Head of Zeus, Acrolith
A small piece broke off on the nose and in the hair, otherwise the piece is very much intact.
Description of object
The neck and hair have been cut obliquely from attachment: this also applies to the back of the head, in which there is a dowel-hole now filled with plaster. Only the small locks over the forehead and the long locks at the sides have been carved with a drill; the rest of the hair at the sides and all of that at the back has been left only coarsely hewn. The face has a very narrow, lined forehead with arched brows, a straight nose, and a small, open mouth. Cheeks, beard, lips eyebrows, and irises are painted red, possibly in preparation for gilding. This head, with its colossal size, may have been part of a cult statue of one of the “father-gods” Zeus or Poseidon, probably depicted sitting down. The head is strongly reminiscent of the Zeus of Otricoli in the Vatican which is known in many examples and which is thought to have been inspired by an original statue from the fourth century BC. close in style to the famous statue of Serapis by Bryaxis in Alexandria.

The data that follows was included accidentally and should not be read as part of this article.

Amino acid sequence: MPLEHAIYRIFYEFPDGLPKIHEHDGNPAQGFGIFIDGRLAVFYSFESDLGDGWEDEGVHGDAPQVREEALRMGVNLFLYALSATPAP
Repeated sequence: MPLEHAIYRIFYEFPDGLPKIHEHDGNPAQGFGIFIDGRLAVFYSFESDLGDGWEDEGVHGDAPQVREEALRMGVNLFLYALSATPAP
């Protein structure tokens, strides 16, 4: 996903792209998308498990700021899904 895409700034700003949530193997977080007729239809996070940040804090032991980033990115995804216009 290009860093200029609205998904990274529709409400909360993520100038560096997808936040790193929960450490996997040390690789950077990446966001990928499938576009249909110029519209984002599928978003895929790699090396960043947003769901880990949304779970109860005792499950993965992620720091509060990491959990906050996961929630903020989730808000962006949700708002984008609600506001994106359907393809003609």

Fregellae was a Latin colony bordering on the Samnite country: established in 328 BC., it was destroyed by the Romans in 125 BC, after which a new Roman colony, Fabrateria Nova, was founded. The head seen here may have come from the statue of Zeus in the Capitolium of that city, where Zeus was the principal deity.
Choice of methods
- lead isotope analysis
F. Poulsen 1951, cat. 520: On the Zeus of the Otricoli see: Helbig Fuhrer I^4 (1963) No 33; Land-wehr, Phyromachosprobleme, 118-120.
For Fabrateria Nova See: Coarelli, Fregellae. La Storia e Gli Scavi; idem, Lazio, (Bari, 1984), 206-208.
- IN 1664
- 1st century B.C.
- Roman Republican
- Acquired in 1898.
- H. 54 cm; forehead to the tip of beard: 41 cm.; max w. 45 cm.; at eyes 20 cm.